McPherson to Seek Reelection to State Post
California Secretary of State Bruce McPherson on Wednesday announced he will run for reelection, and vowed to press for more detailed disclosure of campaign contributions.
Gov. Arnold Schwarzenegger appointed McPherson, 61, as the state’s chief elections officer in February, after Kevin Shelley resigned amid scandal. Shelley was being investigated in connection with questionable campaign contributions and allegations that he mishandled federal money intended to improve voting systems.
McPherson, 61, has urged that the secretary of state be made nonpartisan. His two announced Democratic challengers in the 2006 race are state Sens. Debra Bowen of Marina del Rey and Deborah Ortiz of Sacramento.
McPherson announced his candidacy at a Sacramento hotel, as his wife, Mary, sat beside him. He said he would encourage greater voter participation, continue efforts to modernize voting systems and broaden disclosure requirements for campaign contributions. He also said he planned to confer with the legislative analyst and attorney general’s office to review the initiative process, though he had no specific suggestions for overhauling it.
“I don’t want to take it away,” McPherson said. “But I think it is time to review the process.”
The secretary of state oversees elections and voting rights, and helps oversee campaign finance and lobbying reports. Additionally, businesses must file their incorporation papers with the secretary of state.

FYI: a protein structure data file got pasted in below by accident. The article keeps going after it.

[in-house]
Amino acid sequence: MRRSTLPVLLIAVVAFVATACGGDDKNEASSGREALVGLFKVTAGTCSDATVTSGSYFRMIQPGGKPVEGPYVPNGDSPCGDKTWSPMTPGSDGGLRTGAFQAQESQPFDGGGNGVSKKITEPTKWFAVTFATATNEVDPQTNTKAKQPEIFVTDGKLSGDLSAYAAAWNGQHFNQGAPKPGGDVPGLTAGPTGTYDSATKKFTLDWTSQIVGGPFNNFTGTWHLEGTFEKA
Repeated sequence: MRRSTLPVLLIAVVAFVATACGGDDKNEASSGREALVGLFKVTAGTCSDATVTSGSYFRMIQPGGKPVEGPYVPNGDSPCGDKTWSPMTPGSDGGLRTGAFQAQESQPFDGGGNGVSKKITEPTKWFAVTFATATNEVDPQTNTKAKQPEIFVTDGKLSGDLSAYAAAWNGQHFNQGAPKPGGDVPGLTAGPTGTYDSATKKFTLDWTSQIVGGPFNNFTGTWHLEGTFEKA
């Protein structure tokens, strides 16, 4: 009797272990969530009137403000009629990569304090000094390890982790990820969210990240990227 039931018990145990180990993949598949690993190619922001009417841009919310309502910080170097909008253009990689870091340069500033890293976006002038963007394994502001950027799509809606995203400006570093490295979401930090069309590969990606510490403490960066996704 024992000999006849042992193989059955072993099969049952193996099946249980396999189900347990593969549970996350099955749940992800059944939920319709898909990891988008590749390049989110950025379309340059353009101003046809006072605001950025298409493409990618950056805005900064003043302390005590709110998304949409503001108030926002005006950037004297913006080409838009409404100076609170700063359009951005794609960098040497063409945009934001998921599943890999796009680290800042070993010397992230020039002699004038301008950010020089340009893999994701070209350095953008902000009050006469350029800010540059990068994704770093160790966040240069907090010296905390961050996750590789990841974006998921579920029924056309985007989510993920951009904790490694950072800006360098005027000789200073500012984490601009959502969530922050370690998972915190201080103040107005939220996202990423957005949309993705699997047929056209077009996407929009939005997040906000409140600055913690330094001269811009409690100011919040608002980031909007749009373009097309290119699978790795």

McPherson has appointed a commission to study ways to make campaign donations more transparent and to bring uniformity to disclosure deadlines. As it is, candidates, campaign managers and donors can use holes in regulations to delay and sometimes avoid disclosure.
For example, some donations given between Oct. 23 and Dec. 31 need not be revealed until Jan. 31, 2006. “I would like to see those blind spots disappear,” McPherson said.
McPherson said public financing of campaigns is “open to discussion.” He stopped short of endorsing so-called “clean money” legislation by Assemblywoman Loni Hancock (D-Berkeley). Hancock’s bill, AB 583, would provide public funds for candidates who agree to collect large numbers of small campaign donations.
In an interview, Ortiz embraced Hancock’s measure, saying she hoped to become a coauthor. Bowen, who has carried many bills related to elections and the secretary of state’s office, also endorsed public financing.
McPherson has not reported raising money for his 2006 campaign. Reports filed with the state show Bowen had raised $81,900 for her candidacy and had $39,000 in the bank as of the end of June, the last time she was required to file a campaign finance report. She had $175,000 in a separate campaign account.
Ortiz, who initially planned to run for California insurance commissioner, had amassed $413,200 for that campaign.
McPherson’s family owned the Santa Cruz Sentinel for more than 100 years; he had been the newspaper’s editor before entering politics. He served four years in the Assembly and eight years in the state Senate before running unsuccessfully for lieutenant governor in 2002. Four years ago today, the McPhersons’ 27-year-old son, Hunter, was shot and killed in a robbery as he walked to his home in San Francisco.